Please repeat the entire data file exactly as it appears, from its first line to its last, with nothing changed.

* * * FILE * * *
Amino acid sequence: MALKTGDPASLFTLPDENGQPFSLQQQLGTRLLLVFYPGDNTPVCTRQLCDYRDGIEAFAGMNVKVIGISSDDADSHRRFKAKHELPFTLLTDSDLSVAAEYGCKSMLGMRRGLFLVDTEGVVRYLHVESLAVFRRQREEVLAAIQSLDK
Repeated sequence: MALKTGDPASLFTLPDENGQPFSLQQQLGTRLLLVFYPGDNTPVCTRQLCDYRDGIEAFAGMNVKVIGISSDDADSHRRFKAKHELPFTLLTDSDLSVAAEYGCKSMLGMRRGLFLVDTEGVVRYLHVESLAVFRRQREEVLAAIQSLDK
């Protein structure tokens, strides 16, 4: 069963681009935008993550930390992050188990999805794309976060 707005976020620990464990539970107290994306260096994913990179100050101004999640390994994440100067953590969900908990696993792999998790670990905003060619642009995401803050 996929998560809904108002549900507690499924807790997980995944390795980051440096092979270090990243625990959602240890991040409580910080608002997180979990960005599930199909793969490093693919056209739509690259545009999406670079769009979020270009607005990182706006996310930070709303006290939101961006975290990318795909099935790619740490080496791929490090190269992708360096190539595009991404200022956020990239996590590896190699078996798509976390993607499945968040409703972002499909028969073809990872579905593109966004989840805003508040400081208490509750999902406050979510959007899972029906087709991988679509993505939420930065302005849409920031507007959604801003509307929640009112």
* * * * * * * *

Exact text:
Amino acid sequence: MALKTGDPASLFTLPDENGQPFSLQQQLGTRLLLVFYPGDNTPVCTRQLCDYRDGIEAFAGMNVKVIGISSDDADSHRRFKAKHELPFTLLTDSDLSVAAEYGCKSMLGMRRGLFLVDTEGVVRYLHVESLAVFRRQREEVLAAIQSLDK
Repeated sequence: MALKTGDPASLFTLPDENGQPFSLQQQLGTRLLLVFYPGDNTPVCTRQLCDYRDGIEAFAGMNVKVIGISSDDADSHRRFKAKHELPFTLLTDSDLSVAAEYGCKSMLGMRRGLFLVDTEGVVRYLHVESLAVFRRQREEVLAAIQSLDK
């Protein structure tokens, strides 16, 4: 069963681009935008993550930390992050188990999805794309976060 707005976020620990464990539970107290994306260096994913990179100050101004999640390994994440100067953590969900908990696993792999998790670990905003060619642009995401803050 996929998560809904108002549900507690499924807790997980995944390795980051440096092979270090990243625990959602240890991040409580910080608002997180979990960005599930199909793969490093693919056209739509690259545009999406670079769009979020270009607005990182706006996310930070709303006290939101961006975290990318795909099935790619740490080496791929490090190269992708360096190539595009991404200022956020990239996590590896190699078996798509976390993607499945968040409703972002499909028969073809990872579905593109966004989840805003508040400081208490509750999902406050979510959007899972029906087709991988679509993505939420930065302005849409920031507007959604801003509307929640009112």